Over the years, different choices,… a single logic!
As soon as the war had ended, Achille Cassart was among the first livestock breeders to select BBC animals according to conformation and musculature. A choice he had made even before the Caesarean section had been fully perfected as a technique and against the advice of the then zootechnological authorities. Valseur's sire, Artois was almost refused by the jury for having too much shoulder muscle.
This selection strategy was the logical outcome of developments on the market: the explosive economic growth of the 1950s also marked a significant rise in demand for more noble beef cuts. Prices of double-muscled veals were swingeing around about the time when steak and chips went on to become the national dish.
In 1977, when double-muscled cattle was in full development and the European Community was unable to produce enough beef to cater for demand, in an article entitled "In Ochain, we want a meatier BBB", Léo Cassart already said: "The selection should look at the quality aspect (carcass conformation and carcass yield) without neglecting the quantity aspects (hardiness and growth)".
Even more so than his father Achille, for a long time Léo felt like an outcast among the BBB breeder community, even though in recent years the BBB Herd Book has sought to defend similar ideas, especially through its chairmen Haufroid and Hocks.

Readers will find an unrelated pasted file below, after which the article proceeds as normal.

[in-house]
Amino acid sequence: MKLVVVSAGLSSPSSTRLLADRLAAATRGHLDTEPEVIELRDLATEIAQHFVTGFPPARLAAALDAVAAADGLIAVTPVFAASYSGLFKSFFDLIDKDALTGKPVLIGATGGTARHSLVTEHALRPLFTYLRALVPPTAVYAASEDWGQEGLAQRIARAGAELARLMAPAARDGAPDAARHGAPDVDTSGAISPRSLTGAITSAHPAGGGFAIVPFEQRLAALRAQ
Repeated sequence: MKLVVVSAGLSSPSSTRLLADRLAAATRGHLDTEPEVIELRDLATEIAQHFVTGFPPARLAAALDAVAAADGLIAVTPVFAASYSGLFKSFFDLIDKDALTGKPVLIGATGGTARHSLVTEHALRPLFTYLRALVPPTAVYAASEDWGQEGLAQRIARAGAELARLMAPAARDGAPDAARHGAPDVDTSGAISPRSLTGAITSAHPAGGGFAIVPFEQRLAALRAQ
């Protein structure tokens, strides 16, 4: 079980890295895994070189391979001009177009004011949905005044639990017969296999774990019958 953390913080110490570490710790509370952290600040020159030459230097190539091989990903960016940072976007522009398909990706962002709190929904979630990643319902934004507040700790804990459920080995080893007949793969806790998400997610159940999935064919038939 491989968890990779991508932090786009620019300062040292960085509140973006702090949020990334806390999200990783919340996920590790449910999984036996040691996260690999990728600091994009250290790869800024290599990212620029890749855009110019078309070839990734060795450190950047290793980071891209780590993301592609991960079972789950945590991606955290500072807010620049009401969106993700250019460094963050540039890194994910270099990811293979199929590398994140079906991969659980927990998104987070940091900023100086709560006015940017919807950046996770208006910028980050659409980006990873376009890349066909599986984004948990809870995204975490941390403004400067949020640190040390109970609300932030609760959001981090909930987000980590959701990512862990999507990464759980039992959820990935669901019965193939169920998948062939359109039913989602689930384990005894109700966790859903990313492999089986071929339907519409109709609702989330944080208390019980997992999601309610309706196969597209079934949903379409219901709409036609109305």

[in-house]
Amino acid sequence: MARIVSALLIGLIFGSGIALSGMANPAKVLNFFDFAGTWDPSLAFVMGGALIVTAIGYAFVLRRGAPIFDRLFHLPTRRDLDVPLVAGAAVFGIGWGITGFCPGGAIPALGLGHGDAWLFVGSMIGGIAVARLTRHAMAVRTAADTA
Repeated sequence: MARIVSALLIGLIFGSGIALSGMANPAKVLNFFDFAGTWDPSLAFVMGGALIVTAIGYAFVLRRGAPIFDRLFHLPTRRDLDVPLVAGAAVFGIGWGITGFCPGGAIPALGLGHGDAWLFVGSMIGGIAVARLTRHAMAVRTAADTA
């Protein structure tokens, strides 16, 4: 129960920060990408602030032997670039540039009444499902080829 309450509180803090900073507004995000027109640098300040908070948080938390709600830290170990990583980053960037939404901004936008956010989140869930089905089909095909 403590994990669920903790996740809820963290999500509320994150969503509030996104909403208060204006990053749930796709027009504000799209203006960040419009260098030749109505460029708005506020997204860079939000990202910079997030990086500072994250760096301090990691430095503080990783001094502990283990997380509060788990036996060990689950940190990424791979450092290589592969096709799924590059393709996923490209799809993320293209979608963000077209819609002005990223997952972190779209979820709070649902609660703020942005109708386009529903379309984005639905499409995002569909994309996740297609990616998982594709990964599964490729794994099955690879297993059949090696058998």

This economic logic served as the basis for Fabroca.
Today, we are required to reckon with new elements:
- the emergence of processed ready meals
- the rising competition in noble cuts from South America
- the emergence of supermarket chains as major customers
- the industrialisation of agriculture.
These elements explain the narrowing of the price gap between noble cuts and processed meat. Which is why the value of an animal today is more contingent on its weight than on its conformation. In light of this context, we are seeing certain French bovine breeds being sold at higher prices at the same age than the price fetched by super double-muscled animals! As yet it is not a widespread phenomenon but it is high time that the emphasis is placed on growth … whilst improving the hardiness. Livestock farms and fattening centres of tomorrow will take on such dimensions that, without this hardiness, they will become unmanageable.
In order to achieve this goal, Fabroca brings the biggest double-muscled culards and a diversified range of different origins … without any taboos regarding breeds.
As you can tell: nothing has changed in 60 years!